“The blue-blood punctuation mark, named after the Oxford University Press, acts as a social signifier, a sieve for the bookish and studious (and, perhaps, pretentious). It suggests personality traits that extend far beyond punctuation preferences … I think it suggests care. It suggests somebody who’s structured and disciplined and not a slob … Somebody who’s into detail, who likes precision. Somebody who has standards.”
Gosh. Who knew?
It has been known for quite some time that the huge stones used to build Stonehenge five thousand years ago originated in the Preseli Hills in Wales, which is a long way from where they are today. Now, a new study claims to have found the actual quarries from which the stones were cut.
I think that is interesting. But I was even more intrigued by a possibility expressed by some of the researchers that I had never heard of before: that the original henge was actually built in Wales near the quarries. Some time later, many generations later, perhaps, when the people migrated to southwest England, they took their important monument with them. The researchers are now searching the Welsh hills for the remains of a dismantled bluestone circle that would help confirm their theory.
Today would have been Nina Simone’s 85th birthday. She gave us such joy and passion and most importantly a withering and uncompromising understanding of the black condition in America. This review of a Simone biography is well worth reading. She was fierce in her joy and I love her for it.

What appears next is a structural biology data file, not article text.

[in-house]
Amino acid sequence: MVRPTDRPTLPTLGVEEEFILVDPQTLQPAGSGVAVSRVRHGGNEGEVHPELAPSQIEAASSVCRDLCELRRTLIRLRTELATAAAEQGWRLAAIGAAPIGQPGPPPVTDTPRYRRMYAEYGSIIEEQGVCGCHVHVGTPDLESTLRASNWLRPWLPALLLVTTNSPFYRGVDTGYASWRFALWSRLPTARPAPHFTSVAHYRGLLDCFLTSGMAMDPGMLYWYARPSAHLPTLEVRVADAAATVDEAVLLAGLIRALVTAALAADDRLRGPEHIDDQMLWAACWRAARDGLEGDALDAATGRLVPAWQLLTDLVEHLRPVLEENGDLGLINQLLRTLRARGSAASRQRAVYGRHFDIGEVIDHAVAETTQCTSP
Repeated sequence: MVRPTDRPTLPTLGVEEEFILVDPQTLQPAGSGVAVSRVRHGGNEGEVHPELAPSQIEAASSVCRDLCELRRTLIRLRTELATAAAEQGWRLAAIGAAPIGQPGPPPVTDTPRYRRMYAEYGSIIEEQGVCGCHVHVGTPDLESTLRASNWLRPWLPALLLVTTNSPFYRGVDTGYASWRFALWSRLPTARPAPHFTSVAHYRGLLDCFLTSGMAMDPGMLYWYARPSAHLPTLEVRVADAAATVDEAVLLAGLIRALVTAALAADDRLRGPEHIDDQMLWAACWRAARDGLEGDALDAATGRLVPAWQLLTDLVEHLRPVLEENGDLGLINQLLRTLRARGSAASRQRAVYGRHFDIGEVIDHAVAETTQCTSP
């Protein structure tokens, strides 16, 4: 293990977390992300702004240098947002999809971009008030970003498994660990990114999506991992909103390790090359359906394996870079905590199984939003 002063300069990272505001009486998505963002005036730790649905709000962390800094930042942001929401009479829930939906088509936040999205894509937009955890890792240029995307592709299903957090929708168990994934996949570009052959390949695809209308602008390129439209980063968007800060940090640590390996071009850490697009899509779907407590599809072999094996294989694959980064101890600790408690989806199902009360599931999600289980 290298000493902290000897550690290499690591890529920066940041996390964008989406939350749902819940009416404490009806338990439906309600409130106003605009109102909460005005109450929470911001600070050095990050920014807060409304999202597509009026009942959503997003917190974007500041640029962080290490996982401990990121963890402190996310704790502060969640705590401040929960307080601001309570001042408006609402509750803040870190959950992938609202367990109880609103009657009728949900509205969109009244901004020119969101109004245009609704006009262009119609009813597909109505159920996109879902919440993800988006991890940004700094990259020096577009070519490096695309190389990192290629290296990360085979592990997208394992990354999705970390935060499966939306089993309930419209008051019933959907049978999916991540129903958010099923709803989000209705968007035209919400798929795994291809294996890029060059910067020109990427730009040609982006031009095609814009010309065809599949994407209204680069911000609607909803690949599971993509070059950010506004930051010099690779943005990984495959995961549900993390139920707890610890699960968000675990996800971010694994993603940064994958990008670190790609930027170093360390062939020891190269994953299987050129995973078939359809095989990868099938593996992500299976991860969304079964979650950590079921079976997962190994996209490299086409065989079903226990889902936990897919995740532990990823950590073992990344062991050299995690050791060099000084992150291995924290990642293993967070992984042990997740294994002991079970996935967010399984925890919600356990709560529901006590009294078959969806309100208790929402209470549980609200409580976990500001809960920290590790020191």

Also, fifty-four years ago today, the revered Malcolm X was murdered by adherents of the Nation of Islam (NOI). At his funeral, Ossie Davis called him “our shining black prince”.
After years in the NOI’s leadership, Malcolm renounced the inherent racism of that organization and the alleged financial, political, and moral corruption of Elijah Mohammed. Without ever caving to white power, and maintaining his belief in the ultimate weapon of armed struggle, he sought, through Sunni Muslim beliefs, to raise the self-esteem of blacks in America.
Malcolm X’s Autobiography stands with Martin Luther King’s “I Have A Dream” speech, and Nelson Mandela’s speech on his release from prison as the most influential statements of civil rights in the twentieth century.